By Zoe Tabary
LONDON, Aug 29 (Thomson Reuters Foundation) - Middle-class cocaine users are turning a blind eye to the link between their drug habit and sex trafficking, slavery and murder, said the former head of UK drug strategy.
"These are middle-aged, middle-class people at dinner parties," Tony Saggers, former head of drugs threat at the National Crime Agency, told The Times on Tuesday, in his first interview since leaving the post.
"They will find sweatshops abhorrent, slave labour a brutal, terrible thing to be happening in their neighbourhood, and the news that a 16-year-old has been knifed to death in London will shock them," he added.
Britain has one of the highest rates of cocaine use in Europe, according to the European Commission and the Organisation for Economic Co-operation and Development (OECD) – with 4.2 percent of young adults having taken the drug in 2015.
Saggers said this was funding the exploitation of women in the sex industry, as well as slavery and gun violence.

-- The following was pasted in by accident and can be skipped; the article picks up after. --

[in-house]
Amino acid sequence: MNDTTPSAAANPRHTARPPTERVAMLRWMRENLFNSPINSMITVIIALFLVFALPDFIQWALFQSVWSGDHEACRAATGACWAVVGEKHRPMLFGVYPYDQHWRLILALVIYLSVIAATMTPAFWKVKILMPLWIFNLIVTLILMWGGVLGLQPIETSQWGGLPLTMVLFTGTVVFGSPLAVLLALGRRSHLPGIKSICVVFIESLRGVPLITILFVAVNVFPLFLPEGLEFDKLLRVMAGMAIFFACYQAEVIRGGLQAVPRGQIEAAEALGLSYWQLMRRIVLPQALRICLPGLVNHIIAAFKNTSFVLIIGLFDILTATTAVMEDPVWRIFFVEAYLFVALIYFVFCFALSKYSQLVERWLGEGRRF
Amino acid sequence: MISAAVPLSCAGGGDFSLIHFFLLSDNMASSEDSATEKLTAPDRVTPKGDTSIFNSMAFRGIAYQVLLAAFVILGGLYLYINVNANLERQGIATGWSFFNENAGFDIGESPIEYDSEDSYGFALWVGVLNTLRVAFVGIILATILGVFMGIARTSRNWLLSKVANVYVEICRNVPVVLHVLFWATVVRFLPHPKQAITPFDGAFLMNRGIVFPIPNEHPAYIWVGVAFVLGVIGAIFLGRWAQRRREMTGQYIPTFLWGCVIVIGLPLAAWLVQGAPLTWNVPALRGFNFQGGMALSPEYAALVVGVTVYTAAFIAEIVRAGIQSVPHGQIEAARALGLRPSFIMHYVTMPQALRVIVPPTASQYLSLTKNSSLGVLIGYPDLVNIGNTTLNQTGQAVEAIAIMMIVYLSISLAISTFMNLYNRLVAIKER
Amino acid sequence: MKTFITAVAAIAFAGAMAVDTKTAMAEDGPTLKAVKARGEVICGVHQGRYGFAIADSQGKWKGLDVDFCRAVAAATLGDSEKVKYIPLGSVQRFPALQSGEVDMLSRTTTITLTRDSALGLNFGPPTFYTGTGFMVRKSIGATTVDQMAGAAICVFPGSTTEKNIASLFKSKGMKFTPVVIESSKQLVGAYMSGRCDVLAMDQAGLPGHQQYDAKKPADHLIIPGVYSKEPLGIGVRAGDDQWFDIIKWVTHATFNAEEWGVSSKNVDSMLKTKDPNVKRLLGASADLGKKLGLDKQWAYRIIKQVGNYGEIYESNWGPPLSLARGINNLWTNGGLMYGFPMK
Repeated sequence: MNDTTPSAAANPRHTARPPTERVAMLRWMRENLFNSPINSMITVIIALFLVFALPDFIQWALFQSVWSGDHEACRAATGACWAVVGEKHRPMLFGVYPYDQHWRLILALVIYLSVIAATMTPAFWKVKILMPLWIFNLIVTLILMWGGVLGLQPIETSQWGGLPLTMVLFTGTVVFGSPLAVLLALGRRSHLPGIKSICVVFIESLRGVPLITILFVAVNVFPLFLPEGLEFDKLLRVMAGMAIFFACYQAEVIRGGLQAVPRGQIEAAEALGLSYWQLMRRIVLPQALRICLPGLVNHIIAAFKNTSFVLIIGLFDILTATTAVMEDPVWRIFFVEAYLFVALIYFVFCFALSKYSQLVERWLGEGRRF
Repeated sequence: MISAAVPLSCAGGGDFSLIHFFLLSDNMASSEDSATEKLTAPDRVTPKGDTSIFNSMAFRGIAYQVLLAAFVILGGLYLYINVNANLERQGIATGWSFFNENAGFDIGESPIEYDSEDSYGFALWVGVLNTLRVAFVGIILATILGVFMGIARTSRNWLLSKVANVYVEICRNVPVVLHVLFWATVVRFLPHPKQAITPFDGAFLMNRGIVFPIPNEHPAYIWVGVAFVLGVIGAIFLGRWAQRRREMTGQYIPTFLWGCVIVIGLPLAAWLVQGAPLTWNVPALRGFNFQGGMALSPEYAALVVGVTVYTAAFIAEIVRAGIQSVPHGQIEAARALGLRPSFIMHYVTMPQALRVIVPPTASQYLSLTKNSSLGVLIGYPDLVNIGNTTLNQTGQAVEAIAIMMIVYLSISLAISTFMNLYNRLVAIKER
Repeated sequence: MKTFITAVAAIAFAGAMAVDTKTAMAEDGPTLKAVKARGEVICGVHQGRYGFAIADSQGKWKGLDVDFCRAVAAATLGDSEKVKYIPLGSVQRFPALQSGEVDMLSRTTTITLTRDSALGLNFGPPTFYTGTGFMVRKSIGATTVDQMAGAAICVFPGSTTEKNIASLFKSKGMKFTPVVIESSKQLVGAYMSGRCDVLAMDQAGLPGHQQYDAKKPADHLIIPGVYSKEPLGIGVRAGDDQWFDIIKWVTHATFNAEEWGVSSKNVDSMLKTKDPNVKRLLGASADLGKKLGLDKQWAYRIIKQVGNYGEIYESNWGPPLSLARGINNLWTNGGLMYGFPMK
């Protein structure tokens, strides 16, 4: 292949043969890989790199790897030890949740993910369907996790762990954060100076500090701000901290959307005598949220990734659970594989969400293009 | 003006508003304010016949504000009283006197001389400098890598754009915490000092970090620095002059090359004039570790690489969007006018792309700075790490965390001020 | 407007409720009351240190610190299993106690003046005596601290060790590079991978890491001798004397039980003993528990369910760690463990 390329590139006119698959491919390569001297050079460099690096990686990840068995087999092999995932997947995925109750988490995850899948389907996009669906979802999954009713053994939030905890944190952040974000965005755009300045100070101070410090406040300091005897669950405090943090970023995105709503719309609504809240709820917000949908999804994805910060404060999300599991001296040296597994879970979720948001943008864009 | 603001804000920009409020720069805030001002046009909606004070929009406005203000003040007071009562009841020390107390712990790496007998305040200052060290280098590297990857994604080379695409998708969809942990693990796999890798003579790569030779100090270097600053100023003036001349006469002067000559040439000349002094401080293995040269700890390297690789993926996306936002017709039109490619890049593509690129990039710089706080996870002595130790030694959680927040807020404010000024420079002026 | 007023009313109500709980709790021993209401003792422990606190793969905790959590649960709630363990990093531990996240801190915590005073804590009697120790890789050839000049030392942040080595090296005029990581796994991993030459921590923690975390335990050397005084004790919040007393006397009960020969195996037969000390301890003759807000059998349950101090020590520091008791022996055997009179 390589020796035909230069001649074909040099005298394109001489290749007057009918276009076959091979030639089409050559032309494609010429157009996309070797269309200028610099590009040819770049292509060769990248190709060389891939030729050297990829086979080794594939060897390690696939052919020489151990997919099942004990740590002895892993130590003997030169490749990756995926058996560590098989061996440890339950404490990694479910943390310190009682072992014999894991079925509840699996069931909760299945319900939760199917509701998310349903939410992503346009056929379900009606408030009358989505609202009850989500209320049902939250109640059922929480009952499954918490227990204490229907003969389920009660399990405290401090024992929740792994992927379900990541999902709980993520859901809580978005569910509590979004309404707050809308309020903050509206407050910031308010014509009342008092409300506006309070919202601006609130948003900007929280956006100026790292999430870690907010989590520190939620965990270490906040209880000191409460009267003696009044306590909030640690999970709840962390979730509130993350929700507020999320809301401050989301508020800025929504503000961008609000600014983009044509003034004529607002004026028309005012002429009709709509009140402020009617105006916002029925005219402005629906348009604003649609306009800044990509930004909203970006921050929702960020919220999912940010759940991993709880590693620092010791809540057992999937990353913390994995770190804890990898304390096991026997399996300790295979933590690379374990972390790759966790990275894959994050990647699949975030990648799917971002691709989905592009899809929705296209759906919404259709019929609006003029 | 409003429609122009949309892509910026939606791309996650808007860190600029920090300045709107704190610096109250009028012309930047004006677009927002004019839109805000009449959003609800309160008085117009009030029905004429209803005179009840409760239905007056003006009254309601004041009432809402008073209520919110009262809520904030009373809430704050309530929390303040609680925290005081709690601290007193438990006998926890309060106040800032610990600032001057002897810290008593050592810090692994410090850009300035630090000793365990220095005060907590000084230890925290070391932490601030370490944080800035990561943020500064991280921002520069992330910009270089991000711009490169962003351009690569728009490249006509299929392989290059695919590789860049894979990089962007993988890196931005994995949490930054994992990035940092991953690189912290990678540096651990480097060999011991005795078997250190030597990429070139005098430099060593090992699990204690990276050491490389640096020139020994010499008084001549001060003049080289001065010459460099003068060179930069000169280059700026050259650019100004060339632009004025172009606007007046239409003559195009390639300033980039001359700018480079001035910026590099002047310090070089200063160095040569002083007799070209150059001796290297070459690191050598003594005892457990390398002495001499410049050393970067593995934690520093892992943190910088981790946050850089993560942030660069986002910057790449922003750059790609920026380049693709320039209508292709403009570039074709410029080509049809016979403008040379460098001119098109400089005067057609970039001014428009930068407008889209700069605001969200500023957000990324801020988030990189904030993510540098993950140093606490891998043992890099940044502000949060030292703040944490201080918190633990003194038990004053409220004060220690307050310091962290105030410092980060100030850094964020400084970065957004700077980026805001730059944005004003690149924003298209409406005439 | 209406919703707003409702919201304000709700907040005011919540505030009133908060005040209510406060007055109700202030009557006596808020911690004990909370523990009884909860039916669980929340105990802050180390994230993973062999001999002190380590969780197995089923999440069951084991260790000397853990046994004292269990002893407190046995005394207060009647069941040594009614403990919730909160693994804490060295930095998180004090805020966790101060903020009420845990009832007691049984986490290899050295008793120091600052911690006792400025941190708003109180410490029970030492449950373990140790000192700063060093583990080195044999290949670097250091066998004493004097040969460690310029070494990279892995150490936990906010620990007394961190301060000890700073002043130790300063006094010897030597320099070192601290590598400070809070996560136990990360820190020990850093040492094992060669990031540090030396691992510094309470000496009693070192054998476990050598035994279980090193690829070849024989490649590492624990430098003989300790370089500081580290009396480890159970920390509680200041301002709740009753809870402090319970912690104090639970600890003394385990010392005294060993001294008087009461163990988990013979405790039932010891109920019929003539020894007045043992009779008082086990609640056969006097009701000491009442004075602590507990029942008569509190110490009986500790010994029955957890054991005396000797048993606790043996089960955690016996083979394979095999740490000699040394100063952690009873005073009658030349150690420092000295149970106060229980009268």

"The consequences of buying cocaine are more abhorrent than most of what the people using it find abhorrent," he said.
In Britain, there are an estimated 13,000 victims of forced labour, sexual exploitation and domestic servitude, most of them from Albania, Nigeria, Poland and Vietnam.
Saggers said there was a lack of action among employers in tackling the prevalence and acceptance of cocaine use in some industries, particularly among banks and other companies in the City of London, Britain's financial centre.
Companies should address the problem through schemes that educate their staff about the impact of cocaine abuse on their health and wider society, he added.
Tamara Barnett, projects leader at the Human Trafficking Foundation, said "we need to do all we can to emphasise the role the public can play in eradicating human trafficking."
"Highlighting the exploitation and abuse behind certain drug production could make some people think twice before they purchase drugs, or at least twice before boasting about doing something that has for too long been seen just as a fashionable lifestyle choice," she told the Thomson Reuters Foundation.
In 2015 a report by the National Police Chiefs' Council found that commercial cultivation of cannabis was used to fund human trafficking.
(Reporting by Zoe Tabary, editing by Ros Russell; Please credit the Thomson Reuters Foundation, the charitable arm of Thomson Reuters, that covers humanitarian news, women's rights, trafficking, property rights, climate change and resilience. Visit http://news.trust.org)
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